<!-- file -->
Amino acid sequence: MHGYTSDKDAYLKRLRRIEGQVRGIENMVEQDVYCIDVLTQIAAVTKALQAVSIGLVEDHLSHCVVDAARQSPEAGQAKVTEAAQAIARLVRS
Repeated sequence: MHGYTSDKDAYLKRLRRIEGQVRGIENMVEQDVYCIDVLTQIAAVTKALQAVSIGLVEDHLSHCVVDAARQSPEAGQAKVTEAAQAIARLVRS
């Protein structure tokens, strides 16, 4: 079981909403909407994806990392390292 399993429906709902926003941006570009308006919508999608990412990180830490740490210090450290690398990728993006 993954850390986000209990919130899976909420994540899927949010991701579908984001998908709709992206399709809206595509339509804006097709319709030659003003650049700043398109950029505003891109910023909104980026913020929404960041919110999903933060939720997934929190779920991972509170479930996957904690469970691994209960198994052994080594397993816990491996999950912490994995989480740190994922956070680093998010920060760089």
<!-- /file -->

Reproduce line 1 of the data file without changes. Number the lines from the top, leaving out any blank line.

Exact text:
Amino acid sequence: MHGYTSDKDAYLKRLRRIEGQVRGIENMVEQDVYCIDVLTQIAAVTKALQAVSIGLVEDHLSHCVVDAARQSPEAGQAKVTEAAQAIARLVRS